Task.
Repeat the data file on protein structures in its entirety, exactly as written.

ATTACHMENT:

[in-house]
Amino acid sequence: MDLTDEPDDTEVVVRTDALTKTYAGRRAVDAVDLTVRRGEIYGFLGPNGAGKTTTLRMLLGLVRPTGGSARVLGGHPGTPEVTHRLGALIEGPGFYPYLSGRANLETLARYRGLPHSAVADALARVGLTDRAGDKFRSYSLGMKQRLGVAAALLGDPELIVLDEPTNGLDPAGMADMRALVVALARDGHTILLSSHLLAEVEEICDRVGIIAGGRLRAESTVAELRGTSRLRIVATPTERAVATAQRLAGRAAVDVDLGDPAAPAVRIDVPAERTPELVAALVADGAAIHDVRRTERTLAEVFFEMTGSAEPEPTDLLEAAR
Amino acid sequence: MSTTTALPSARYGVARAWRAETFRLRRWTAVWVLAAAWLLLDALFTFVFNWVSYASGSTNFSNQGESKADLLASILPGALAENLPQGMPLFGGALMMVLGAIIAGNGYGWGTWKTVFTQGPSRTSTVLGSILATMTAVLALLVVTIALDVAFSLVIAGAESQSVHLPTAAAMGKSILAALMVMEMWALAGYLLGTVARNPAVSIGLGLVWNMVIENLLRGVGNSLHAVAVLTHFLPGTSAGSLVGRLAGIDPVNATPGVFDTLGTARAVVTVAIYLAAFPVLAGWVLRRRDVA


[in-house]
Amino acid sequence: MDLTDEPDDTEVVVRTDALTKTYAGRRAVDAVDLTVRRGEIYGFLGPNGAGKTTTLRMLLGLVRPTGGSARVLGGHPGTPEVTHRLGALIEGPGFYPYLSGRANLETLARYRGLPHSAVADALARVGLTDRAGDKFRSYSLGMKQRLGVAAALLGDPELIVLDEPTNGLDPAGMADMRALVVALARDGHTILLSSHLLAEVEEICDRVGIIAGGRLRAESTVAELRGTSRLRIVATPTERAVATAQRLAGRAAVDVDLGDPAAPAVRIDVPAERTPELVAALVADGAAIHDVRRTERTLAEVFFEMTGSAEPEPTDLLEAAR
Amino acid sequence: MSTTTALPSARYGVARAWRAETFRLRRWTAVWVLAAAWLLLDALFTFVFNWVSYASGSTNFSNQGESKADLLASILPGALAENLPQGMPLFGGALMMVLGAIIAGNGYGWGTWKTVFTQGPSRTSTVLGSILATMTAVLALLVVTIALDVAFSLVIAGAESQSVHLPTAAAMGKSILAALMVMEMWALAGYLLGTVARNPAVSIGLGLVWNMVIENLLRGVGNSLHAVAVLTHFLPGTSAGSLVGRLAGIDPVNATPGVFDTLGTARAVVTVAIYLAAFPVLAGWVLRRRDVA